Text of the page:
Harvard Heart Letter Race and ethnicity: Clues to your heart disease risk? Your racial and ethnic heritage may influence your heart disease risk, but lifestyle habits play a bigger role.
Harvard Heart Letter Race and ethnicity: Clues to your heart disease risk? Your racial and ethnic heritage may influence your heart disease risk, but lifestyle habits play a bigger role. July, Rates of high blood pressure, diabetes, and heart disease vary among people of different backgrounds.
Adults living in the United States are more likely to die from heart disease than any other cause, regardless of their racial or ethnic heritage. But certain minority groups face a greater risk than others. These differences appear to stem from an increased prevalence of high blood pressure, diabetes, and obesity seen in some populations compared with white Americans.
Still, teasing out the reasons isn't easy. Genetic differences do exist.
But diversity within different racial and ethnic groups means that genetic traits common to some groups can't be generalized to an entire race. Many intertwined factors likely contribute to the higher heart disease rates seen among some groups.
Their lower average incomes affect where they live, which in turn affects their access to healthy food, safe places to exercise, and quality health care. In other words, "your ZIP code is more important than your genetic code," says Dr.
African Americans at risk But even after adjustment for factors related to socioeconomic differences, disparities in rates of heart disease and its risk factors persist, Dr.
In the United States, nearly half of all black adults have some form of cardiovascular disease, compared with about one-third of all white adults.
A genetic difference that predisposes blacks to high blood pressure might play a role. Some researchers suspect that people who lived in equatorial Africa developed a genetic predisposition to being salt-sensitive, which means their bodies retain more sodium.
This condition increases blood volume, which, in turn, raises blood pressure.
Salt sensitivity allows the body to conserve water, which can be beneficial in a hot, dry climate. Generations later, however, the American descendants of these individuals remain disproportionately salt-sensitive.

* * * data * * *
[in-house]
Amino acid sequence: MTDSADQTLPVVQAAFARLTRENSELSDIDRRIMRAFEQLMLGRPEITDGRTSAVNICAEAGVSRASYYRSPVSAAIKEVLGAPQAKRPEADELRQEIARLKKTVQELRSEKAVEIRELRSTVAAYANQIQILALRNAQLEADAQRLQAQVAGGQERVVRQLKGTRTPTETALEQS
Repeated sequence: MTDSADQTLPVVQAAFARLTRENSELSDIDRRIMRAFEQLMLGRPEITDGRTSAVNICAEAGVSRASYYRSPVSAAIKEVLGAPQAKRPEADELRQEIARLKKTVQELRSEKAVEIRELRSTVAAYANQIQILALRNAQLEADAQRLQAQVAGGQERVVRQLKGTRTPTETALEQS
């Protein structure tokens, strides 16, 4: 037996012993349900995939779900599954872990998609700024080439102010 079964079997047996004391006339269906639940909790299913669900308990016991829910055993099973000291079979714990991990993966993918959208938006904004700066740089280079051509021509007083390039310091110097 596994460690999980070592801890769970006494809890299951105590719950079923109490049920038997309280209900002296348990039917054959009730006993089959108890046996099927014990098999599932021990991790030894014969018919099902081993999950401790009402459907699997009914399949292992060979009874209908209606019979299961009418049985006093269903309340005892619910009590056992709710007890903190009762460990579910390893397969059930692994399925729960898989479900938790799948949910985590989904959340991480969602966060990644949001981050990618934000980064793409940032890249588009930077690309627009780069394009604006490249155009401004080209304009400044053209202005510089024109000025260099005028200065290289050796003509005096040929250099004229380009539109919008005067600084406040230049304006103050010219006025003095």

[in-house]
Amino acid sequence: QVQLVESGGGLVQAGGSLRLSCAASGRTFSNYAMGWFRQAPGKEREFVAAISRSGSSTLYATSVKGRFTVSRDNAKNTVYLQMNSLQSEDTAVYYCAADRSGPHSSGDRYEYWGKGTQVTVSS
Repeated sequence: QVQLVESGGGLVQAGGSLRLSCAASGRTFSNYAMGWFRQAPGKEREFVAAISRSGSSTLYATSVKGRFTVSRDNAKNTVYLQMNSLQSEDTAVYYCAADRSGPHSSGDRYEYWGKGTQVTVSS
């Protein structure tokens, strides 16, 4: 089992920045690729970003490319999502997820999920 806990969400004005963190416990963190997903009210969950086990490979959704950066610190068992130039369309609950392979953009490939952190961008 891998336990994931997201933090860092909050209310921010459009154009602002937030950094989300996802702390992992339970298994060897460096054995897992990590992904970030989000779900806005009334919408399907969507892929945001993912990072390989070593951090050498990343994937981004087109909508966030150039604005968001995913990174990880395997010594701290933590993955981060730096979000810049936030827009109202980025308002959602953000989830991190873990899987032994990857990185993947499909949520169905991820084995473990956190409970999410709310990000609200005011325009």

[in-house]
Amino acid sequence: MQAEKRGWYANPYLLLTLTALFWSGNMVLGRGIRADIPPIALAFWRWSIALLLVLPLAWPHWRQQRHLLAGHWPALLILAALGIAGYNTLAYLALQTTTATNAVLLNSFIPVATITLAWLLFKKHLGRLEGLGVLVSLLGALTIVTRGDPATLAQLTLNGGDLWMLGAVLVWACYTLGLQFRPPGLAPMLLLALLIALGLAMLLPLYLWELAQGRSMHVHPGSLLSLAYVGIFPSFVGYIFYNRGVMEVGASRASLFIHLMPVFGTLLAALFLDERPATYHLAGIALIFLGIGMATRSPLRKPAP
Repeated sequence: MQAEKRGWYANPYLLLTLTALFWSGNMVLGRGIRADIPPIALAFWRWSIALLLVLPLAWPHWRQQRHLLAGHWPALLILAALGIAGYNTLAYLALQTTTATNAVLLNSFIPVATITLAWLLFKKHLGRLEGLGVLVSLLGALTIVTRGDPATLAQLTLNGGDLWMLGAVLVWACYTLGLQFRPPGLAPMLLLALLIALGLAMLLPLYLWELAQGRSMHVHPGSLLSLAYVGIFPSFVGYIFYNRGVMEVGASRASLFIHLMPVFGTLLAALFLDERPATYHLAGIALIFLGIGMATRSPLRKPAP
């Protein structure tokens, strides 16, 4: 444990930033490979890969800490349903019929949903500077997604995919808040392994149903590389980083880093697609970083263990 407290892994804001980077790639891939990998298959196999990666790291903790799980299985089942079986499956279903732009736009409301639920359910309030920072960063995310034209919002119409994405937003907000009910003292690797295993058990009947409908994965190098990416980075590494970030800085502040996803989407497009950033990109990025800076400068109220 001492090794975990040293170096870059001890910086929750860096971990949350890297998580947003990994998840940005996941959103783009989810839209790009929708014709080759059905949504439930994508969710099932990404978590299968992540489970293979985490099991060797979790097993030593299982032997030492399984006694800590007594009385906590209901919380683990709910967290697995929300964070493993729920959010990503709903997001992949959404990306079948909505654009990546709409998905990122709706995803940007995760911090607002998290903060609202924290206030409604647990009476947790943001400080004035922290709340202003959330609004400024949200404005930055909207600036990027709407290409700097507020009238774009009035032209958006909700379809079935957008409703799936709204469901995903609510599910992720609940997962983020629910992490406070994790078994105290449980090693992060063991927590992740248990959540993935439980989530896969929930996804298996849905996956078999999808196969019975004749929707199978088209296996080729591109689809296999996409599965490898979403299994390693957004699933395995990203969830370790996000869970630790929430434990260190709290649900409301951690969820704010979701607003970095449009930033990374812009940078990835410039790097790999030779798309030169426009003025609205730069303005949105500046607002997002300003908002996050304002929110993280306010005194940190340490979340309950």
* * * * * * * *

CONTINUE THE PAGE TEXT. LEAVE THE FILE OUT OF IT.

The Hispanic paradox Hispanics and Latinos have higher rates of obesity, diabetes, and other cardiovascular risk factors compared with whites. This so-called Hispanic paradox isn't well understood and may reflect underreporting of heart disease rates as well as possible inaccuracies on death certificates as to cause of death, notes Dr.
Among these groups, heart disease rates vary widely. South Asians tend to have higher rates of coronary artery disease. In general, recent immigrants from East Asian countries tend to have lower rates of heart disease than other Americans. However, their children—who often adopt Western cultural practices—have higher rates of obesity and other cardiac risk factors, which underscores the role of lifestyle habits on heart health, notes Dr.
Ethnic and race categories in the United States Ethnicity refers to a group of people who share a geographic area, religion, culture, or language. The two main ethnic groups in the United States are classified as either "Hispanic or Latino" or "not Hispanic or Latino. But they can belong to the white, black, Native Indian, or Asian races.
Race refers to common characteristics passed down through the genes. This geographic diversity within racial groups means that there are actually greater genetic differences within than between certain groups.Race and health refers to the relationship between individual health and one's race and ethnicity.
Differences in health status, health outcomes, .
COLLEGE OF ARTS & SCIENCES GEOGRAPHY Detailed course offerings (Time Schedule) are available for. Autumn Quarter ; Winter Quarter ; GEOG Introduction to Globalization (5) I&S, DIV M.
SPARKE Provides an introduction to the debates over globalization. Focuses on the growth and intensification of global ties. Ethnicity vs Race Very few of us accurately describe the difference between ethnicity and race, simply because we tend to lump them into the same definition.
The concept of culture as distinct from race/ethnicity has been proposed as a better explanation for differences in health behavior and health outcomes. 12 The definition and conceptualization of culture varies across disciplines. Population groups with differences determined by culture, religion or ethnicity also show differences in terms of illness behaviour and beliefs.
More work is required to understand these reasons. Population groups also differ genetically, so that some diseases are more prevalent in certain ethnic groups.
The United States of America has a racially and ethnically diverse population. The United States Census officially recognizes six racial categories: White American, Black or African American, American Indian and Alaska Native, Asian American, Native Hawaiian and Other Pacific Islander, and people of two or more races; a category called "some other race" is also used in the census and other.